June 15, 2019
June 15, 2019
June 19, 2019
Design in Engineering Education
Professional experiences are a cornerstone of both bioengineering and nursing undergraduate programs. Bioengineering students gain real-world experience by participating in their team-based senior-design capstone projects. Similarly, Nursing students typically complete coursework that exposes them to other professional fields as part of transitioning to professional practice. At the University of Pittsburgh, the Department of Bioengineering (BioE) incorporates a two-semester senior design course requiring teams to independently identify an unmet clinical need and subsequently formulate a solution that addresses this need. Senior Nursing students at Pittsburgh are required to complete a Transitions to Professional Practice (Transitions) didactic course that provides an opportunity to explore non-traditional areas of nursing, such as law or public policy.
Recognizing the need for both improved clinical access and more rapid clinical design feedback, the BioE and Nursing Departments at Pittsburgh developed a partnership in the fall 2018 semester in which Nursing students were embedded within BioE senior design teams. BioE design students and Nursing Transitions students were initially introduced at a networking event, at which BioE design teams presented a poster indicating areas of interest in healthcare (e.g., cardiology). In pursuit of a mutual fit, the Nursing students similarly discussed their respective interests in healthcare specialties and any unmet clinical needs they identified during their practice. Resulting interdisciplinary design teams of engineering and nursing students, then, pursued unmet needs identification towards selection of a project topic, followed ultimately by design, fabrication, and verification and validation-based evaluations of the solution. Nursing students can uniquely facilitate and provide rapid clinical feedback throughout the design process. The Nursing students also participated in didactic instruction in the regulatory and reimbursement aspects of medical product design, including participation in the development of a risk-based design history file. This approach is aligned with the World Health Organization’s call for providing interprofessional education to create “collaborative practice-ready” health care professionals.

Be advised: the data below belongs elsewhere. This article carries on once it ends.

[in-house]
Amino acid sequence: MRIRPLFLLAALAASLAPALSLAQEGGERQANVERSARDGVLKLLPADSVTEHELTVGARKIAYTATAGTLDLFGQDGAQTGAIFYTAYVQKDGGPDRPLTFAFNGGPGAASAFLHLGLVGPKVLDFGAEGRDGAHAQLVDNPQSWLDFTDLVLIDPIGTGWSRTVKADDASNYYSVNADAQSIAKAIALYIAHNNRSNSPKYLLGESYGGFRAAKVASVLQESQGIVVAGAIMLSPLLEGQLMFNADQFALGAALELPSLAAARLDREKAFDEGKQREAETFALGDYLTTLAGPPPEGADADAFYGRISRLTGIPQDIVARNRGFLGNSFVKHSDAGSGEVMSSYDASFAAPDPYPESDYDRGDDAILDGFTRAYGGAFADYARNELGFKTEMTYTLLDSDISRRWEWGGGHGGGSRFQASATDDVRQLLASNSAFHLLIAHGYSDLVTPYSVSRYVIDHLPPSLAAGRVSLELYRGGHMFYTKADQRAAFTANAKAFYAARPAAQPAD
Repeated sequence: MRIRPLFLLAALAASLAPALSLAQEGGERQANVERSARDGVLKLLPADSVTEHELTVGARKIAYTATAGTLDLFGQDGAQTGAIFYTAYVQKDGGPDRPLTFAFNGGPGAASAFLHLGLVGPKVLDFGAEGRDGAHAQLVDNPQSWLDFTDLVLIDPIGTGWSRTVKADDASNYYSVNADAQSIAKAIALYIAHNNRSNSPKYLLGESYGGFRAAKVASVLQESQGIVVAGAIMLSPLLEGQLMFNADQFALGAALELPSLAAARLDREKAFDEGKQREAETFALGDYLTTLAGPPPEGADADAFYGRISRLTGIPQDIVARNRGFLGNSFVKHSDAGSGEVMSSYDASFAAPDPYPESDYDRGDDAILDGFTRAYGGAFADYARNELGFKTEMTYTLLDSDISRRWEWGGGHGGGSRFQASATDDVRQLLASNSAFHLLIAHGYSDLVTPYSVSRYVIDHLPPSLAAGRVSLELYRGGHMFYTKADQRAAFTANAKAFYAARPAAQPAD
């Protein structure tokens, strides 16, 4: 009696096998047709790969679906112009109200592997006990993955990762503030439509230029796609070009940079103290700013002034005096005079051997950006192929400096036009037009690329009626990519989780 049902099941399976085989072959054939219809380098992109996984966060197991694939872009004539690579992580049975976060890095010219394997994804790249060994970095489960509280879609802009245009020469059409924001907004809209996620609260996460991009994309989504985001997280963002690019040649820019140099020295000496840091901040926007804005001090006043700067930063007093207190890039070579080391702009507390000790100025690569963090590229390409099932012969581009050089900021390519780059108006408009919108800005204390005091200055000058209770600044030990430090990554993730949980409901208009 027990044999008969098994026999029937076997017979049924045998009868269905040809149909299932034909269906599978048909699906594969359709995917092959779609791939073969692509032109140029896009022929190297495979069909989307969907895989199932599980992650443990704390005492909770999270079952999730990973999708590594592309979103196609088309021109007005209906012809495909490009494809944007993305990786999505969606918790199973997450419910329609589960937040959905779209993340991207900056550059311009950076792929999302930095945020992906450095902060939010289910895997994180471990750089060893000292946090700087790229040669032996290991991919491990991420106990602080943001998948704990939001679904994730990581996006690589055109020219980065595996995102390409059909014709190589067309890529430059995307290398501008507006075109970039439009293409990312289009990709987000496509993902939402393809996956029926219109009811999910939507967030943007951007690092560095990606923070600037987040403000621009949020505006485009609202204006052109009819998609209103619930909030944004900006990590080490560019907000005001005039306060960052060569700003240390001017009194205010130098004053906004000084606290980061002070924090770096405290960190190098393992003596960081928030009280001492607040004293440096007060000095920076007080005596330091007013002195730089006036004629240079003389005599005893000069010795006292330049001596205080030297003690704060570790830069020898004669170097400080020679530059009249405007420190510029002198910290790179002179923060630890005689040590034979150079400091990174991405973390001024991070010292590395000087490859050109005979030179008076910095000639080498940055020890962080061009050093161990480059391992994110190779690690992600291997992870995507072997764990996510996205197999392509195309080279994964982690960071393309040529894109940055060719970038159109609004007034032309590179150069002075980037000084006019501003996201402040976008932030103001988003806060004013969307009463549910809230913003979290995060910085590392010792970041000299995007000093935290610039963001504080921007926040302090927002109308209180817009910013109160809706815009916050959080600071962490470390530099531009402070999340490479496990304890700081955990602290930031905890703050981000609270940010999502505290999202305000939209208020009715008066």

Based on preliminary interview data collected, we anticipate that both BioE and nursing students will benefit from this partnership. Students’ initial perceptions of creating the interprofessional teams have been overwhelmingly positive. For the BioE students, the Nursing students’ clinical experience and knowledge were the most frequently declared benefits during initial student interviews. For the nursing students, working as part of a team and establishing relationships was mentioned most frequently as the key benefit. The nursing students also acknowledged the advantages of their clinical experience to the design process and valued being part of the solution. We will also assess student gains and benefits from the interprofessional education using the Interprofessional Collaborative Competency Attainment Scale (ICCAS). In addition, we plan to analyze team performance data, such as project-related scores, including comparisons to BioE design teams without Nursing student members. Literature suggests there is both a need and current opportunity to implement interprofessional education across diverse professional disciplines.
Dukes, A. A., & Sowko, L. A., & Gartner, M., & Barber, B. J., & Clark, R. M. (2019, June), Board 31: Assessing the Impact of Embedding Nursing Students in Bioengineering Senior Design Projects: Student Perceptions of Interprofessional Team Benefits and Challenges Paper presented at 2019 ASEE Annual Conference & Exposition , Tampa, Florida. 10.18260/1-2--32321
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